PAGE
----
A fixed rate mortgage means that the amount you repay each month to the lender can be at a fixed rate for a period of time. This period is normally 2-5 years but can be longer or shorter. Normally at the end of the special fixed rate period the mortgage reverts to the lenders standard rate which varies dependent on interest rates and market conditions. It is probably a good time to look for a new fixed rate deal at this point if you have no redemption.
On fixed rate products lock-ins like redemption penalties, overhangs and high upfront fees are commonly applied so it is important to calculate your estimated total cost of mortgage with these deals as well.
A capped rate mortgage is nearly the same as a fixed rate mortgage with one difference. That is if the lenders standard variable rate drops below the capped rate the borrower gets a discount in payments based on the new variable rate. However if rates go the other way then the lender only has to charge a maximum of the agreed capped percentage rate of interest. Again, as with fixed rates, high up-front charges and â€˜lock-insâ€™ are common with this type of mortgage.
A discounted rate mortgage is where the lender offers you an introductory period where the rate will always be a certain percentage below the standard variable rate for the lender. The rate is variable but will always be below the SVR by a certain agreed percentage for the promotional period. With these mortgages up front costs are not as common but redemption penalties and overhangs are still common.
The other problem is that with a discount, some borrowers can get a nasty shock when the period ends and the payments take a huge hike if the discount is significant.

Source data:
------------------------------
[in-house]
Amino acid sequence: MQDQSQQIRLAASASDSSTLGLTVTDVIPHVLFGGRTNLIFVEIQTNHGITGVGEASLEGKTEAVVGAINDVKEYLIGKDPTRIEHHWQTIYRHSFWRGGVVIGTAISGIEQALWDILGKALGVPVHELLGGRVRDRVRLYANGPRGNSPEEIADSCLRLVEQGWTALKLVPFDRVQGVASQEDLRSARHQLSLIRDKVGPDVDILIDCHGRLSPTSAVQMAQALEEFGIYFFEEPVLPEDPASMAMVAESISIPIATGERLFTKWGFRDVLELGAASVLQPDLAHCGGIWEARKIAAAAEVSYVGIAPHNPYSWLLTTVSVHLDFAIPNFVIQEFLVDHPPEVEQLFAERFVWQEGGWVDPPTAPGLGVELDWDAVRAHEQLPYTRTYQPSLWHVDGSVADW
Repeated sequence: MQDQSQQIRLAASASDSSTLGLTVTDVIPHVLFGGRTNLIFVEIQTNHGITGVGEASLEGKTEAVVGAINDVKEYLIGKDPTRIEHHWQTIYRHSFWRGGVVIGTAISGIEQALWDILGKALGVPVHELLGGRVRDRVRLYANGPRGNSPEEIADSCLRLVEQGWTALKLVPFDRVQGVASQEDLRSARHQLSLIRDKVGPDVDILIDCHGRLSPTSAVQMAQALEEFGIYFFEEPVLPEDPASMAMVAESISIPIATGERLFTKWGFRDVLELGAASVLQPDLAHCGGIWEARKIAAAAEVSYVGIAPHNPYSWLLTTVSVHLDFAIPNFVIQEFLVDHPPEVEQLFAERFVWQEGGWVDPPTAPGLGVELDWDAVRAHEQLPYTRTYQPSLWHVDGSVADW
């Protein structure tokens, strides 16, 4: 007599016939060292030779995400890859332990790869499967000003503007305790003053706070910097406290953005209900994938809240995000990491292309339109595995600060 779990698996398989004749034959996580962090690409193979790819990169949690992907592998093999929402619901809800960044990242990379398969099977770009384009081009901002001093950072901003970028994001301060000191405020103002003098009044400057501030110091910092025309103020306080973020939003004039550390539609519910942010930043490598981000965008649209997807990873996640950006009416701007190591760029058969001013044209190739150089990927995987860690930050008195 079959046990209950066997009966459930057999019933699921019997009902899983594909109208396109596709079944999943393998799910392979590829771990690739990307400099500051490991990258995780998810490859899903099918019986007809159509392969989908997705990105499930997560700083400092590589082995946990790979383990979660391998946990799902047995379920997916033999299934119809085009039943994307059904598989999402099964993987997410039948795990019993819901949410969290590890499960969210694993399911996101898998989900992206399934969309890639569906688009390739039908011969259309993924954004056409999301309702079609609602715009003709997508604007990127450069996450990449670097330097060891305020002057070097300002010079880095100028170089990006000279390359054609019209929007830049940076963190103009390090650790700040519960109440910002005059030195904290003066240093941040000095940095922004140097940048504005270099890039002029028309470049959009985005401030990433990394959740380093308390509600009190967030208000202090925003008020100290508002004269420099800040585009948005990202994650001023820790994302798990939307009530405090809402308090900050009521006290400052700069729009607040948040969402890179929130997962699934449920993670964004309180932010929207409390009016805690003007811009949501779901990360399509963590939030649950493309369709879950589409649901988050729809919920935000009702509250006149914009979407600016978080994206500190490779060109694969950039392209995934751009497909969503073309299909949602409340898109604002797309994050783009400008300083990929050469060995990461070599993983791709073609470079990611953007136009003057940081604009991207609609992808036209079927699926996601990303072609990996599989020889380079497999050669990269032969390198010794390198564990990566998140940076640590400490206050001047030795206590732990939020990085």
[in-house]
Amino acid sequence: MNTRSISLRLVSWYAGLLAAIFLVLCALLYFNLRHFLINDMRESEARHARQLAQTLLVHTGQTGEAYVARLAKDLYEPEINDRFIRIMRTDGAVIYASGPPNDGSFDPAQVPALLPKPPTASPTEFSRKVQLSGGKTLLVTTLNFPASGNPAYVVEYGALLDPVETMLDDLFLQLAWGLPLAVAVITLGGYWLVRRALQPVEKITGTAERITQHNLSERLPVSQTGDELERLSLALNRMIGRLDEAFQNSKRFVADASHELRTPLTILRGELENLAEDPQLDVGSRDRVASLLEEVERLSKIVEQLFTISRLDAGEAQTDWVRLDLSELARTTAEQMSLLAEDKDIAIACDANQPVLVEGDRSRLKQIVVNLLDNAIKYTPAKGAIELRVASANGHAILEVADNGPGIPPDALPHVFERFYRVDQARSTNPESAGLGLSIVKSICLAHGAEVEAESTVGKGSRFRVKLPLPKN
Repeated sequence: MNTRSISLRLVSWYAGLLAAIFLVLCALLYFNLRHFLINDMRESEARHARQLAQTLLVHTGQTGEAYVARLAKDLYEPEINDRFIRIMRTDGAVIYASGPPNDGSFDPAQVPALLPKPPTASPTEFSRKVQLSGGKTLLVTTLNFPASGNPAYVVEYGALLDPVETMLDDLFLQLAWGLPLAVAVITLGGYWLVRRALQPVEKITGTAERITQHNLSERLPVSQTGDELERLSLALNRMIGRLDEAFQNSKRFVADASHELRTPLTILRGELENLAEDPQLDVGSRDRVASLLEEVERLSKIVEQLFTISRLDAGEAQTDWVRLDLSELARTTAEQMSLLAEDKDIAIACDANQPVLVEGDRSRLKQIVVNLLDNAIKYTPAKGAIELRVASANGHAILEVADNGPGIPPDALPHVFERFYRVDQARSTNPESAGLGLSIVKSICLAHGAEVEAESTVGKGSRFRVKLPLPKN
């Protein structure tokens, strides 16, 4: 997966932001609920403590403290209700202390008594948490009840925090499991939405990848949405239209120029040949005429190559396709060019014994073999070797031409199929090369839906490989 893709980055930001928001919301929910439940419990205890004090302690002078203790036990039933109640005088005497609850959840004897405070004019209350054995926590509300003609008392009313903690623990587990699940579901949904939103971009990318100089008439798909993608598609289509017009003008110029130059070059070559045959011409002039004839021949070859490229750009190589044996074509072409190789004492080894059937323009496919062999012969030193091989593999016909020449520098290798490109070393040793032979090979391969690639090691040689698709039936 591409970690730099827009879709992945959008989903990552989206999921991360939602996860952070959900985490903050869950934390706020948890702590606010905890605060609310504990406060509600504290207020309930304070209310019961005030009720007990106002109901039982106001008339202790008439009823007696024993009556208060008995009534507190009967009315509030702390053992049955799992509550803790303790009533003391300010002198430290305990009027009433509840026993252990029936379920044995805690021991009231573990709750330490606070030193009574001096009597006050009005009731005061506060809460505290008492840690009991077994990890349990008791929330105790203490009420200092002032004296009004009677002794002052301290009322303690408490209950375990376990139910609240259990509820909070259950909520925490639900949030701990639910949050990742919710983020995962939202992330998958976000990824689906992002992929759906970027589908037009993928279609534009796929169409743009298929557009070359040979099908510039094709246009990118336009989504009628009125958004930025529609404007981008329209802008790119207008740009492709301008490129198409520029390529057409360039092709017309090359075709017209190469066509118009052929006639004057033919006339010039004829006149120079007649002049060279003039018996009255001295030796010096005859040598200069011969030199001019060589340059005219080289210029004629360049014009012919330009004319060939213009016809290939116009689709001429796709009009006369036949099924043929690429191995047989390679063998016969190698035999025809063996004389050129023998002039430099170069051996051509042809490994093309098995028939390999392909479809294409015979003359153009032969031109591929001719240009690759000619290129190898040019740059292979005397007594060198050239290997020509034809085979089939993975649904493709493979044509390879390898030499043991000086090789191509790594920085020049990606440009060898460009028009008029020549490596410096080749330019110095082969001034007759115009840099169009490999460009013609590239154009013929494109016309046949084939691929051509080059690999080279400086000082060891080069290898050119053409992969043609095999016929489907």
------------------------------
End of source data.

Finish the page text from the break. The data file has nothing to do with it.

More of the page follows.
With variable rate mortgage borrowers pay the standard variable rate and this could fluctuate resulting in higher or lower payments dependant on market conditions. The SVR will normally follow the bank of England base rate up and down but must not be confused with it.
The mortgage lender will always want a valuation of the property before they secure a mortgage against it. However most valuations will only check basics and if you want a more accurate valuation you should consider getting a full report. Although more expensive, this will tell you more about the property if you are set on buying it and help you negotiate on price if there is anything wrong.
Frequently lenders will include an administration fee as part of the valuation fee collected to cover the costs of arranging the valuation, but shop around because a lot of lenders will give you a free valuation with no fees.
It is normally necessary to have a solicitor or licensed conveyancer to act on behalf of the mortgage applicant and the lender in the house purchase or re-mortgage transaction. You need to build in the cost of having this service to your budget as it can be considerable. Some mortgages will cover your legal fees as a special offer.
Booking or Arrangement Fees
These fees are upfront extra fees normally on mortgage deals which reserve the finance on limited offers and line the pockets of the lenders a bit more for no real reason. Booking fees are often non-refundable, if you decide not to go ahead, you lose your fee.
You cannot buy a property on a mortgage without it being insured and so it is important you have insured the property before you purchase it. Your lender will want to see evidence of this before you complete. You donâ€™t need contents insurance as well but it is advisable to look into a comprehensive buildings and contents policy at the same time to cover the contents as well as you may be able to get a better deal.
Other types of insurance you might want to consider depending on your personal circumstances are mortgage payment protection plans that pay out if you are unable to meet the payments through injury or sickness. This form of insurance has become more important as the Department of Social Security has steadily withdrawn the benefits available, but it is not compulsory.
As mortgages are the most complicated of any type of borrowing you will almost certainly need the help of a professional advisor to understand and get the best deal on a mortgage. Many of the IFAâ€™s listed on our site are happy to help you for free because they will receive a kickback from the mortgage companies if they refer you as a customer so it neednâ€™t be costly.